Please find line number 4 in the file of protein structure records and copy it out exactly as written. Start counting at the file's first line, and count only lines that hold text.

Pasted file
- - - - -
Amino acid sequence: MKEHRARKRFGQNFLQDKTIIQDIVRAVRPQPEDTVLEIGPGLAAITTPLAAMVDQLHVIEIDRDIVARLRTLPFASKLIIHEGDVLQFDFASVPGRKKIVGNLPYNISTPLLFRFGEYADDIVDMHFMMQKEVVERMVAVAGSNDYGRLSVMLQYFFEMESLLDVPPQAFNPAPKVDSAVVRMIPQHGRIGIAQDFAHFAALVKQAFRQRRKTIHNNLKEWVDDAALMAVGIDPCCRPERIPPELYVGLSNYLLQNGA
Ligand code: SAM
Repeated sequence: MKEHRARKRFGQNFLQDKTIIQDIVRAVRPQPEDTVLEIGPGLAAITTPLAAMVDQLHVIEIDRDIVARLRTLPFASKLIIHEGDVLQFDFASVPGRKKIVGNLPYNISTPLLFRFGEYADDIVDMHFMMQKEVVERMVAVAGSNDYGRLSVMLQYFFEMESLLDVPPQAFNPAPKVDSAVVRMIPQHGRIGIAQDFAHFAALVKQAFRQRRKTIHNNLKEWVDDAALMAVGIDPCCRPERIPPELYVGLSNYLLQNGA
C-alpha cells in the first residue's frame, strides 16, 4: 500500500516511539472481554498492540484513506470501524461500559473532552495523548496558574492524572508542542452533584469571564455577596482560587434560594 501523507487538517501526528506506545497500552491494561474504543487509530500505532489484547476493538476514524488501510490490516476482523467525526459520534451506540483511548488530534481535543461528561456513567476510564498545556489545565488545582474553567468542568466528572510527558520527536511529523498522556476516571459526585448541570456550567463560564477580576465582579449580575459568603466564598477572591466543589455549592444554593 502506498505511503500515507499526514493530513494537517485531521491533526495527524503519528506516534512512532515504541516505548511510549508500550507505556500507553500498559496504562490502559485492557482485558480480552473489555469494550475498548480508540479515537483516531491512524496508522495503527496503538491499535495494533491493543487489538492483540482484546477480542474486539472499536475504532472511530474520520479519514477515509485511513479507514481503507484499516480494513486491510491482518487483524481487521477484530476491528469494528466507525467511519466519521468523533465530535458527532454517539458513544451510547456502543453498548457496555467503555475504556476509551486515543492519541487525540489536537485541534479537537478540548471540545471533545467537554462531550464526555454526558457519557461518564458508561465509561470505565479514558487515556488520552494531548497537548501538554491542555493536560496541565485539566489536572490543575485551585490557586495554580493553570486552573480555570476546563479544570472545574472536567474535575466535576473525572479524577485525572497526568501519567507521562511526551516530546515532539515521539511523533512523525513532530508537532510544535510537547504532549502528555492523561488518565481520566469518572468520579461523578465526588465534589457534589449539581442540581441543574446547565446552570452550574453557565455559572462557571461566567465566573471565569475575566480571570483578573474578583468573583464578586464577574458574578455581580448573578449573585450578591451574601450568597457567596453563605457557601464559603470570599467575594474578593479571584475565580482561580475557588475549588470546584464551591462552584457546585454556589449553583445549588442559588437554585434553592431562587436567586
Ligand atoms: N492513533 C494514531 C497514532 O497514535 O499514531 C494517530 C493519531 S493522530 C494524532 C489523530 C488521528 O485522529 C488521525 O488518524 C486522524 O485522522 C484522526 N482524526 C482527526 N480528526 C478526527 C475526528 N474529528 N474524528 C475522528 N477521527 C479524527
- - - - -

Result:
C-alpha cells in the first residue's frame, strides 16, 4: 500500500516511539472481554498492540484513506470501524461500559473532552495523548496558574492524572508542542452533584469571564455577596482560587434560594 501523507487538517501526528506506545497500552491494561474504543487509530500505532489484547476493538476514524488501510490490516476482523467525526459520534451506540483511548488530534481535543461528561456513567476510564498545556489545565488545582474553567468542568466528572510527558520527536511529523498522556476516571459526585448541570456550567463560564477580576465582579449580575459568603466564598477572591466543589455549592444554593 502506498505511503500515507499526514493530513494537517485531521491533526495527524503519528506516534512512532515504541516505548511510549508500550507505556500507553500498559496504562490502559485492557482485558480480552473489555469494550475498548480508540479515537483516531491512524496508522495503527496503538491499535495494533491493543487489538492483540482484546477480542474486539472499536475504532472511530474520520479519514477515509485511513479507514481503507484499516480494513486491510491482518487483524481487521477484530476491528469494528466507525467511519466519521468523533465530535458527532454517539458513544451510547456502543453498548457496555467503555475504556476509551486515543492519541487525540489536537485541534479537537478540548471540545471533545467537554462531550464526555454526558457519557461518564458508561465509561470505565479514558487515556488520552494531548497537548501538554491542555493536560496541565485539566489536572490543575485551585490557586495554580493553570486552573480555570476546563479544570472545574472536567474535575466535576473525572479524577485525572497526568501519567507521562511526551516530546515532539515521539511523533512523525513532530508537532510544535510537547504532549502528555492523561488518565481520566469518572468520579461523578465526588465534589457534589449539581442540581441543574446547565446552570452550574453557565455559572462557571461566567465566573471565569475575566480571570483578573474578583468573583464578586464577574458574578455581580448573578449573585450578591451574601450568597457567596453563605457557601464559603470570599467575594474578593479571584475565580482561580475557588475549588470546584464551591462552584457546585454556589449553583445549588442559588437554585434553592431562587436567586